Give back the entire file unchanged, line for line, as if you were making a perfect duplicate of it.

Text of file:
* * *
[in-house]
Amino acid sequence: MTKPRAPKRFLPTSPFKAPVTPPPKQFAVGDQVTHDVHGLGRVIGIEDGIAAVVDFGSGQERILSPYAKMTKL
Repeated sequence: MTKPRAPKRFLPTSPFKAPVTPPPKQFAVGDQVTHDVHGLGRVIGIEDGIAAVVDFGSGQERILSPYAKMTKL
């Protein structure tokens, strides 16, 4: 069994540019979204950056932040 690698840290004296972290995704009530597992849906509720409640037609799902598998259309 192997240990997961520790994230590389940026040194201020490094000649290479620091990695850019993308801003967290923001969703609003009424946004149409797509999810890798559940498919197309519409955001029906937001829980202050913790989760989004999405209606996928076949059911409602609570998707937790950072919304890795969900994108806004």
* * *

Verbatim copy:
[in-house]
Amino acid sequence: MTKPRAPKRFLPTSPFKAPVTPPPKQFAVGDQVTHDVHGLGRVIGIEDGIAAVVDFGSGQERILSPYAKMTKL
Repeated sequence: MTKPRAPKRFLPTSPFKAPVTPPPKQFAVGDQVTHDVHGLGRVIGIEDGIAAVVDFGSGQERILSPYAKMTKL
């Protein structure tokens, strides 16, 4: 069994540019979204950056932040 690698840290004296972290995704009530597992849906509720409640037609799902598998259309 192997240990997961520790994230590389940026040194201020490094000649290479620091990695850019993308801003967290923001969703609003009424946004149409797509999810890798559940498919197309519409955001029906937001829980202050913790989760989004999405209606996928076949059911409602609570998707937790950072919304890795969900994108806004």